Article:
Immune cells produce cytokines such as il1b and tnfa which initiate the defense mechanism of the immune system by enhancing phagocytosis, respiratory burst activity, and nitric oxide production [87]. Lysozymes are essential molecules for innate immunity that exhibit a strong catalytic ability to break down bacteria cell walls, promoting cell lysis in the hypoosmotic environment [88]. With its antibacterial, antiviral, and anti-inflammatory properties, lysozyme can activate nuclear leucocytes and macrophages to promote phagocytosis [89]. The expression level of lys, il1b, and tnfa are important indicators for monitoring fish immunity and evaluating the effects of diet and vaccines. Similar to the present results, dietary malic acid [78] and butyric acid [66] have increased the expression of lys, il1b, and tnfa in the fish intestine. It has been found that induction of lys, il1b, and tnfa expression in the intestine of fish after the administration of organic acids has been accompanied by high disease resistance [66,87,90]. Interestingly, such an improvement in disease resistance has been accompanied by the domination of beneficial bacteria and subordination of harmful bacteria in the intestine of crucian carp, Carassius auratus gibelio [90], which can partly explain the present results.

5. Conclusions

In conclusion, the present study demonstrates that dietary supplementation with lactic acid improves growth performance and feed efficiency in fish by enhancing intestinal enzyme activities, regulating gene expressions related to immune response, increasing beneficial bacterial populations, and providing antioxidant benefits. It seems that such benefits are mediated by the domination of beneficial bacterial communities in the intestine. Although most of the tested parameters suggest that 5 g/kg LA is suitable for common carp dietary supplementation, further studies are needed to address the reasons behind the difference in the responses of some parameters to dietary LA levels.

Author Contributions

Conceptualization, S.M.H., M.Y. and A.T.M.; methodology, E.P. and A.A.-K.; formal analysis, S.M.H.; investigation, E.P. and A.A.-K.; data curation, E.P. and A.A.-K.; writing—original draft preparation, S.M.H. and M.Y.; writing—review and editing, S.M.H.; visualization, A.A.-K.; supervision, S.M.H.; project administration, S.M.H. All authors have read and agreed to the published version of the manuscript.


This research received no external funding.

Institutional Review Board Statement

The animal study protocol was approved by the Institutional Review Board of Internal Waters Aquatics Reserves Research Center (Approval Code: 1400/IWASRC-3).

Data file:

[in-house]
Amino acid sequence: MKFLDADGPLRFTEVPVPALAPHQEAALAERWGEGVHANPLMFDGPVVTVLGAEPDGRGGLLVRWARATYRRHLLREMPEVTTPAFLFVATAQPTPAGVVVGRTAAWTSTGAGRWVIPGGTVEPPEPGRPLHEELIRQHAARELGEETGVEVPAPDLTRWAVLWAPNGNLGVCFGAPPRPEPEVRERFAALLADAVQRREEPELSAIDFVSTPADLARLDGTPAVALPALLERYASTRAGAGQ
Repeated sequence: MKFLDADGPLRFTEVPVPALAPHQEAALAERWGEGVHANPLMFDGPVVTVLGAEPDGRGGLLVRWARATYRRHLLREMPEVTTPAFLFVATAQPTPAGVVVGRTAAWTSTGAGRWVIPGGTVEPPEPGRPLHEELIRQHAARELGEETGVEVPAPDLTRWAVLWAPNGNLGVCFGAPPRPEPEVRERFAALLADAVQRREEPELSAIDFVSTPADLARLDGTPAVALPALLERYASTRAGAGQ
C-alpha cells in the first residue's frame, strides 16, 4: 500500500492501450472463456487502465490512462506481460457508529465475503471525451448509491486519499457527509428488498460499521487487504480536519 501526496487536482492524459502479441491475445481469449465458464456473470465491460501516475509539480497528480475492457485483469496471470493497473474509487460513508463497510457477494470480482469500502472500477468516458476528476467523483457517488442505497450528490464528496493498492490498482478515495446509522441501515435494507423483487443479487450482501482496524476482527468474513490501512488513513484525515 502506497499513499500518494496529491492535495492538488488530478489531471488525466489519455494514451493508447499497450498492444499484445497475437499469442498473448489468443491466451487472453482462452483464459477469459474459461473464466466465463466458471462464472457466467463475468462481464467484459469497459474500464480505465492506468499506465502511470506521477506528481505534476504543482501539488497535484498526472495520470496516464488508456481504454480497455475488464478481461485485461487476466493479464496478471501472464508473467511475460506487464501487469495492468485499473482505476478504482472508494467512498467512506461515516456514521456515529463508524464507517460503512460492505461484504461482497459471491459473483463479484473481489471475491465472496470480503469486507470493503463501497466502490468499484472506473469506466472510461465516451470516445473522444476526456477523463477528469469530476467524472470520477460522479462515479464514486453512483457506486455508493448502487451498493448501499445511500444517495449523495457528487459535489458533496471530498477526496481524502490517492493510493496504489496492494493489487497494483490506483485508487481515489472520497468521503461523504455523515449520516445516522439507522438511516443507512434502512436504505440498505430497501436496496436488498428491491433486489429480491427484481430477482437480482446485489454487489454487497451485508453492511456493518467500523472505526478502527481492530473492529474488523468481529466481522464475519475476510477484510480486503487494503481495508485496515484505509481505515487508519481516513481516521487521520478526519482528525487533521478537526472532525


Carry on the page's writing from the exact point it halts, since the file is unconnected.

Informed Consent Statement

Not applicable.

Data Availability Statement

The data of this study are available upon request from the corresponding author.

Conflicts of Interest

The authors declare no conflict of interest.


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Figure 1. The intestinal activities of the digestive enzymes in common carp fed diets supplemented with 0 g/kg (CTL), 2.5 g/kg (2.5LAC), 5 g/kg (5LAC), and 10 g/kg (10LAC) lactic acid. Significant differences among the treatments were indicated by different capital letters above the bars (n = 3; Duncan).
Figure 1. The intestinal activities of the digestive enzymes in common carp fed diets supplemented with 0 g/kg (CTL), 2.5 g/kg (2.5LAC), 5 g/kg (5LAC), and 10 g/kg (10LAC) lactic acid. Significant differences among the treatments were indicated by different capital letters above the bars (n = 3; Duncan).
Animals 13 01934 g001
Figure 2. The hepatic antioxidant parameters in common carp fed diets supplemented with 0 g/kg (CTL), 2.5 g/kg (2.5LAC), 5 g/kg (5LAC), and 10 g/kg (10LAC) lactic acid. Significant differences among the treatments were indicated by different capital letters above the bars (n = 3; Duncan).
Figure 2. The hepatic antioxidant parameters in common carp fed diets supplemented with 0 g/kg (CTL), 2.5 g/kg (2.5LAC), 5 g/kg (5LAC), and 10 g/kg (10LAC) lactic acid. Significant differences among the treatments were indicated by different capital letters above the bars (n = 3; Duncan).
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Figure 3. The intestinal gene expressions (relative to beta-actin) in common carp fed diets supplemented with 0 g/kg (CTL), 2.5 g/kg (2.5LAC), 5 g/kg (5LAC), and 10 g/kg (10LAC) lactic acid. Significant differences among the treatments were indicated by different capital letters above the bars (n = 3; Duncan).